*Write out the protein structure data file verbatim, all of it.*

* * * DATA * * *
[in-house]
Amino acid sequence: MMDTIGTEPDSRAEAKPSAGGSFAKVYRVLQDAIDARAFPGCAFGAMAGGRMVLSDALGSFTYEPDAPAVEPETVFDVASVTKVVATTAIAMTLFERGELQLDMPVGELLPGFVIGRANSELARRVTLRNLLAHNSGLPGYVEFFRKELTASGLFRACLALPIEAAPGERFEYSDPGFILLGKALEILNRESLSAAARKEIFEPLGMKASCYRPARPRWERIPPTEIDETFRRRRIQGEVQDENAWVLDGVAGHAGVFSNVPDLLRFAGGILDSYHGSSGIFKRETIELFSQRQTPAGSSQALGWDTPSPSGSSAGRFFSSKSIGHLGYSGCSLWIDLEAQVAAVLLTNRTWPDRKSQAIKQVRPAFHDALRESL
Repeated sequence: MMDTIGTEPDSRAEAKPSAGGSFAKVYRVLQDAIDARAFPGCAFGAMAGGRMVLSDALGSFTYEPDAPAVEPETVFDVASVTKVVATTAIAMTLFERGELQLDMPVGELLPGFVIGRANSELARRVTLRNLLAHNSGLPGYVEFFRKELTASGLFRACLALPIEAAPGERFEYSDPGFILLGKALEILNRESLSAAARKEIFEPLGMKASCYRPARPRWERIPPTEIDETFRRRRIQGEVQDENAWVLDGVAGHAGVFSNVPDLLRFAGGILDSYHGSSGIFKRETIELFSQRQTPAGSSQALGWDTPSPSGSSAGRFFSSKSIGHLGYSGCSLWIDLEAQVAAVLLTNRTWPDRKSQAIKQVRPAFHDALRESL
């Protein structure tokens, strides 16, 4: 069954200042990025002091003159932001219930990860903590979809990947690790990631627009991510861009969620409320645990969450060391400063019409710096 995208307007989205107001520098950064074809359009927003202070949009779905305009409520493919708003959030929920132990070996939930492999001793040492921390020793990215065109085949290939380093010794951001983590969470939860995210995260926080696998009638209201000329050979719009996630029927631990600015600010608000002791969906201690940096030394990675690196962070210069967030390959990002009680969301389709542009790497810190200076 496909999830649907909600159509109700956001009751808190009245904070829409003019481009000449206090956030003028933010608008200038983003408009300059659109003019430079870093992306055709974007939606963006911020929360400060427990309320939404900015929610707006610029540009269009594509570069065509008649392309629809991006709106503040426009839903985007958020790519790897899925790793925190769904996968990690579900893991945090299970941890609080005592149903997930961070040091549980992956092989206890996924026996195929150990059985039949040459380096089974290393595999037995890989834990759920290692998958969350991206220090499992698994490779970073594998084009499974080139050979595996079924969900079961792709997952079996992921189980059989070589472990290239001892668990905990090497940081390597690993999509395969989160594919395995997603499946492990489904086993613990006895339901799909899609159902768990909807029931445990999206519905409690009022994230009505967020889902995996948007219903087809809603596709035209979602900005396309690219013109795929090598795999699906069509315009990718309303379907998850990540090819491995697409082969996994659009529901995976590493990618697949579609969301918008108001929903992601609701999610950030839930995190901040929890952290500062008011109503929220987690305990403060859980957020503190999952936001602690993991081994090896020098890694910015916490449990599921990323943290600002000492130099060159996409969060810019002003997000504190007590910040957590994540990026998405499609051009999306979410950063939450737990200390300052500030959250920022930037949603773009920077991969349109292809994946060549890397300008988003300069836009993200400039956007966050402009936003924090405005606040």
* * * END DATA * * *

[in-house]
Amino acid sequence: MMDTIGTEPDSRAEAKPSAGGSFAKVYRVLQDAIDARAFPGCAFGAMAGGRMVLSDALGSFTYEPDAPAVEPETVFDVASVTKVVATTAIAMTLFERGELQLDMPVGELLPGFVIGRANSELARRVTLRNLLAHNSGLPGYVEFFRKELTASGLFRACLALPIEAAPGERFEYSDPGFILLGKALEILNRESLSAAARKEIFEPLGMKASCYRPARPRWERIPPTEIDETFRRRRIQGEVQDENAWVLDGVAGHAGVFSNVPDLLRFAGGILDSYHGSSGIFKRETIELFSQRQTPAGSSQALGWDTPSPSGSSAGRFFSSKSIGHLGYSGCSLWIDLEAQVAAVLLTNRTWPDRKSQAIKQVRPAFHDALRESL
Repeated sequence: MMDTIGTEPDSRAEAKPSAGGSFAKVYRVLQDAIDARAFPGCAFGAMAGGRMVLSDALGSFTYEPDAPAVEPETVFDVASVTKVVATTAIAMTLFERGELQLDMPVGELLPGFVIGRANSELARRVTLRNLLAHNSGLPGYVEFFRKELTASGLFRACLALPIEAAPGERFEYSDPGFILLGKALEILNRESLSAAARKEIFEPLGMKASCYRPARPRWERIPPTEIDETFRRRRIQGEVQDENAWVLDGVAGHAGVFSNVPDLLRFAGGILDSYHGSSGIFKRETIELFSQRQTPAGSSQALGWDTPSPSGSSAGRFFSSKSIGHLGYSGCSLWIDLEAQVAAVLLTNRTWPDRKSQAIKQVRPAFHDALRESL
């Protein structure tokens, strides 16, 4: 069954200042990025002091003159932001219930990860903590979809990947690790990631627009991510861009969620409320645990969450060391400063019409710096 995208307007989205107001520098950064074809359009927003202070949009779905305009409520493919708003959030929920132990070996939930492999001793040492921390020793990215065109085949290939380093010794951001983590969470939860995210995260926080696998009638209201000329050979719009996630029927631990600015600010608000002791969906201690940096030394990675690196962070210069967030390959990002009680969301389709542009790497810190200076 496909999830649907909600159509109700956001009751808190009245904070829409003019481009000449206090956030003028933010608008200038983003408009300059659109003019430079870093992306055709974007939606963006911020929360400060427990309320939404900015929610707006610029540009269009594509570069065509008649392309629809991006709106503040426009839903985007958020790519790897899925790793925190769904996968990690579900893991945090299970941890609080005592149903997930961070040091549980992956092989206890996924026996195929150990059985039949040459380096089974290393595999037995890989834990759920290692998958969350991206220090499992698994490779970073594998084009499974080139050979595996079924969900079961792709997952079996992921189980059989070589472990290239001892668990905990090497940081390597690993999509395969989160594919395995997603499946492990489904086993613990006895339901799909899609159902768990909807029931445990999206519905409690009022994230009505967020889902995996948007219903087809809603596709035209979602900005396309690219013109795929090598795999699906069509315009990718309303379907998850990540090819491995697409082969996994659009529901995976590493990618697949579609969301918008108001929903992601609701999610950030839930995190901040929890952290500062008011109503929220987690305990403060859980957020503190999952936001602690993991081994090896020098890694910015916490449990599921990323943290600002000492130099060159996409969060810019002003997000504190007590910040957590994540990026998405499609051009999306979410950063939450737990200390300052500030959250920022930037949603773009920077991969349109292809994946060549890397300008988003300069836009993200400039956007966050402009936003924090405005606040």